Lenny H. comments
Chris responds to Lenny’s analyses with another marvelous piece. “How does one [a child], with no experience, process the ‘surprises’ of life?” Then Chris beautifully applies the theme of Oliver’s childlike surprise, to the surprise of the traumatized woman in Nancy:
Chris M. comments
“The Silent Movers and Shakers”: Dickens’ Women; Rose and Nancy as Light and Shadow; Doubling; Patterns of Abuse
One shouldn’t undervalue the homemakers and little “women of the house” that Dickens lauds again and again. Chris notes that “women at this time were not given a lot of outlets in terms of employment and that the Home became their realm”; more than that, these women are often “the silent movers and shakers of their particular novel”:
Chris M. comments
Lenny responds to Chris’ essay with insights on the abusive patterns in men like Sikes, and the haunting image of having Nancy’s voice torn out of her:
Lenny H. comments
Having A Tale of Two Cities once again on the brain–as so often happens, like the imposition of Charles I upon the mind of Mr. Dick in David Copperfield–I continue the conversation on Dickens’ women with the aspects of “doubling,” and the extremity of Nancy’s situation that justify the grand or “melodramatic” gestures:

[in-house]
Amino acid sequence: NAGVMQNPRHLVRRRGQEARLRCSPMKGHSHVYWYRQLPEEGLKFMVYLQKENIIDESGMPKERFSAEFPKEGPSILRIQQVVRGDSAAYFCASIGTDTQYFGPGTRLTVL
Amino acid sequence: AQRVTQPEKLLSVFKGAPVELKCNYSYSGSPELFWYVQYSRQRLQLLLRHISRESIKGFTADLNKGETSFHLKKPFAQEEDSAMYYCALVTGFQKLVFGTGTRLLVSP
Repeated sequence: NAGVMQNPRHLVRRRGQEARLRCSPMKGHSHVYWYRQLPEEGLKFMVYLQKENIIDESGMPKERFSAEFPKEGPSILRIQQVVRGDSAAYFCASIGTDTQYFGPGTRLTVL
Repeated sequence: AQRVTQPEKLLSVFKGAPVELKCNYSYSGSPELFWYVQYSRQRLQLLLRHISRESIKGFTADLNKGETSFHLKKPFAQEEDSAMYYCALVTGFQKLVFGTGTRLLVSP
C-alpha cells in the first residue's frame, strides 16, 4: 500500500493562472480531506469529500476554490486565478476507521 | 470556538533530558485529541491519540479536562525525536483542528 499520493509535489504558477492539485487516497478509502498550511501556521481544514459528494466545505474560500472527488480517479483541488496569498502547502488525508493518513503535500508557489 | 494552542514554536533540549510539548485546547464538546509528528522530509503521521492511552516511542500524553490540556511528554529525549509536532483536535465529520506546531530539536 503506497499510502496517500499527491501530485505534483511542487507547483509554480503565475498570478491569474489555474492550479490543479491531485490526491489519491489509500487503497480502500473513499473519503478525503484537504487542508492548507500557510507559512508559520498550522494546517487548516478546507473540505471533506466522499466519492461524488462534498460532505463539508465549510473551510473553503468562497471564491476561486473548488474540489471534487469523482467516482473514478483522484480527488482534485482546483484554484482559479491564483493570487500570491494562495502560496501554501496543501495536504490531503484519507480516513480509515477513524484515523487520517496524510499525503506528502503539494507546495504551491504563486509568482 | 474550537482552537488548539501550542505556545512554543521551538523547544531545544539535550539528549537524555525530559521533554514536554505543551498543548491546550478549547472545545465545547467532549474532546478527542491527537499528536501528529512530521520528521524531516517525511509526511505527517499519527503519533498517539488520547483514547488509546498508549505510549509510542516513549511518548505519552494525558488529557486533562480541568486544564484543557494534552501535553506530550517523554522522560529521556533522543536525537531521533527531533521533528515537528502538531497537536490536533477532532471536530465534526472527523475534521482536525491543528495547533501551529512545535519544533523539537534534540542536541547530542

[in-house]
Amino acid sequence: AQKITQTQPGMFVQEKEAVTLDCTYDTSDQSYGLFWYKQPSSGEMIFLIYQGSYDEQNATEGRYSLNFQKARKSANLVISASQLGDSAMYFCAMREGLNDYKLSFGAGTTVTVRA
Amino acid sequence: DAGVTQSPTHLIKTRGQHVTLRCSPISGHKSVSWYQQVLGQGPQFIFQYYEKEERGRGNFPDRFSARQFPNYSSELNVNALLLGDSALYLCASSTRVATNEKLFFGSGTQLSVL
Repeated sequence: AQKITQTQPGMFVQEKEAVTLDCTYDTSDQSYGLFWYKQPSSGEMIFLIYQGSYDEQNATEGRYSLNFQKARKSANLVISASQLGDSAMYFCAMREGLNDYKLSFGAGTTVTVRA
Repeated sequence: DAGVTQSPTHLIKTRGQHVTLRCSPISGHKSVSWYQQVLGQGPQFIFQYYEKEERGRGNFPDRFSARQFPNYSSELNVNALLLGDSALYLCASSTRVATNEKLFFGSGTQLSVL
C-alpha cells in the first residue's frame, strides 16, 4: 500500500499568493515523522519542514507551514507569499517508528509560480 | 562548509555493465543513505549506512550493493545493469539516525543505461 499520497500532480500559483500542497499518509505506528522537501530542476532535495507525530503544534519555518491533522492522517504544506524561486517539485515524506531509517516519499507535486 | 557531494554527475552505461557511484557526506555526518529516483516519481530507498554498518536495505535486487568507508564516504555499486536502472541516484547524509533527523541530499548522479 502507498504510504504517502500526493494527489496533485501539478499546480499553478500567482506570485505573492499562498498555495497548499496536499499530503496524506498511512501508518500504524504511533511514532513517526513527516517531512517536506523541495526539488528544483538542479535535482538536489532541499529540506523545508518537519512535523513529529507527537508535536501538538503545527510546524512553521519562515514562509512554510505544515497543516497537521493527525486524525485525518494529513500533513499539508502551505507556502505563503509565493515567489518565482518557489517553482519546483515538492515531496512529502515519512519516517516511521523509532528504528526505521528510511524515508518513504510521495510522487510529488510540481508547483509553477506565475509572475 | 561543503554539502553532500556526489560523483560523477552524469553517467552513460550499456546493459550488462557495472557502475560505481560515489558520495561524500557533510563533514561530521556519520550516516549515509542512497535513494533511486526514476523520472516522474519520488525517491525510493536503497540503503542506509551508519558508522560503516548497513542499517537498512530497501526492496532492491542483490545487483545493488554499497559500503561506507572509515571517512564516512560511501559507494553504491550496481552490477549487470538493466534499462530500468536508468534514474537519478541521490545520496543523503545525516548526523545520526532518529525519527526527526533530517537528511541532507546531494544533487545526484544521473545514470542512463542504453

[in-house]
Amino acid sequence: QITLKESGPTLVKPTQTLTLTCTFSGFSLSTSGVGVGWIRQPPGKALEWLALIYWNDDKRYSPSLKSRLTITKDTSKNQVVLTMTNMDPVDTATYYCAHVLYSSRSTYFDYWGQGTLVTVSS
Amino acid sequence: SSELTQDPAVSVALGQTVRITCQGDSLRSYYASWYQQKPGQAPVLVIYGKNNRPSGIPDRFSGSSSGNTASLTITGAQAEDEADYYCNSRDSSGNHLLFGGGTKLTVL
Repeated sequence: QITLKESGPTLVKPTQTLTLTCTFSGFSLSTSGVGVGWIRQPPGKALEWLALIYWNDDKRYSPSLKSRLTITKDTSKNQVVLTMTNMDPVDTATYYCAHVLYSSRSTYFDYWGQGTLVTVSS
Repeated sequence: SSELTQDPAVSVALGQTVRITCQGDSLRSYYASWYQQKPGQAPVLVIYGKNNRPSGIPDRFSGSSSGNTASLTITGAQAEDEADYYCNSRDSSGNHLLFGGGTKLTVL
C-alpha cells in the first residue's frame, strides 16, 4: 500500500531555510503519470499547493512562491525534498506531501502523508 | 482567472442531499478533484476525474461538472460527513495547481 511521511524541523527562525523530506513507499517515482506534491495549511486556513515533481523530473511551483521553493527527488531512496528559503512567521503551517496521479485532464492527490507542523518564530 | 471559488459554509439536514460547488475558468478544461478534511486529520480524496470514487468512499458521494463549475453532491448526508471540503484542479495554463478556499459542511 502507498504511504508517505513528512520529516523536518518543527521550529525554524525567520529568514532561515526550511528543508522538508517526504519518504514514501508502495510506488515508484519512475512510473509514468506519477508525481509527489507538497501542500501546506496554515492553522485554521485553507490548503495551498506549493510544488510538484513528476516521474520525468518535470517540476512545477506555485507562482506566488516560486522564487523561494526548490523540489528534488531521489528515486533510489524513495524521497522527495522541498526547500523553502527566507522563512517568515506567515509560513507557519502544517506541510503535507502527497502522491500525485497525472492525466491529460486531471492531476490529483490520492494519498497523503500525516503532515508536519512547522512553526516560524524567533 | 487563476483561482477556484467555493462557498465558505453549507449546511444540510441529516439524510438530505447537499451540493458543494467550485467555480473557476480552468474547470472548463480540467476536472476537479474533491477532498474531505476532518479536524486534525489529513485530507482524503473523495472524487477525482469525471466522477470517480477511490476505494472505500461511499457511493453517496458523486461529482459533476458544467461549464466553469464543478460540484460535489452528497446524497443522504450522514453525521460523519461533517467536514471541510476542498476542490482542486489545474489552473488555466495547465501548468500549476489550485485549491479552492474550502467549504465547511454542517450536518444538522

Rach M. comments
Chris responds, seeing the pattern of abuse happening again in Charlotte and Noah:
A Look-ahead to Week Five of Oliver Twist (10-16 May)
This week, we’ll be reading Chapters 47-53, which constitute the monthly numbers XXI-XXIV, published Jan-April 1839.
You can read the text in full at The Circumlocution Office if you prefer the online format or don’t have a copy. There are also a number of places (including Gutenberg) where it can be downloaded for free.